Colorado is missing $21.5 million in pot taxes.
Voters legalized retail marijuana (pot for everyone, not just medical patients) in 2012. And they were told the state would pull in $33.5 million from two new taxes in the first six months of 2014. It turns out, the projections were way off. Here's why.
Pot smokers are still buying on the black market: The state thought more people would migrate out of the black market. But only 60 percent of people who want pot in Colorado this year will buy it through legal channels, according to an estimate from the Marijuana Policy Group.
One big reason: Legal pot costs a lot more than illegal pot -- mostly because of taxes and fees.
Legal retail marijuana is taxed more than 27 percent, so it's easily cheaper on the black market.
And there's more than one way smokers are scoring pot without paying taxes.
Some are likely procuring it under the table from medical marijuana patients who buy it on the up-and-up and then resell it illegally -- depriving the state of tax revenue.
Plus, any Coloradan over 21 can grow up to six plants for personal use. If they are selling it on the black market, that's even more tax revenue the state's missing out on.
More are buying medical marijuana: Medical marijuana is taxed far less than recreational pot, to the tune of 2.9 percent. On average one ounce of medical marijuana costs $200, while the price of an ounce sold for recreational use is $220, but prices vary widely.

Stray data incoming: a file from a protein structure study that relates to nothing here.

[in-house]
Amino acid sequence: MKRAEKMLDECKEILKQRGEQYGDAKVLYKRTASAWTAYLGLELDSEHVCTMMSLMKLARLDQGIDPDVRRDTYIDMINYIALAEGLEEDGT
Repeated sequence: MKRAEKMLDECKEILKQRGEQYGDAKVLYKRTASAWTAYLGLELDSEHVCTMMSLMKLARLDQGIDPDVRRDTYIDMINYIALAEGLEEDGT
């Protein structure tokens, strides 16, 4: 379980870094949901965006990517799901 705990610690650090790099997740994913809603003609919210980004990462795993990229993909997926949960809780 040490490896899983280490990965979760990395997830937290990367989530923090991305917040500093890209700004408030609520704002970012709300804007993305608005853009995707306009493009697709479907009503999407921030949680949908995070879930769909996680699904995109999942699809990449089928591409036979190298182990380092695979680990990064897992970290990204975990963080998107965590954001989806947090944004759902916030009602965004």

And while Coloradans must visit a doctor to get a medical marijuana card, that currently costs just $15. About 23 percent of the estimated marijuana users in Colorado (or 2 percent of the state population) have medical cards, according to the Marijuana Policy Group.
The state won't say how many more people got cards since retail pot was legalized, but the number is growing, according to state economist Larson Silbaugh.
Lawmakers were too optimistic in their revenue forecasts: State law requires the government to refund taxpayers if it collects more than expected.
Wanting to avoid returning money collected from retail marijuana sales, lawmakers made "rosier" projections, state lawmaker Jonathan Singer said recently.
To be fair, Colorado is in uncharted territory as the first state to legalize the drug for recreational purposes, and it's only been six months.
While lawmakers are examining the the tax structure, "it's too early to be worried," said state Rep. Dan Pabon.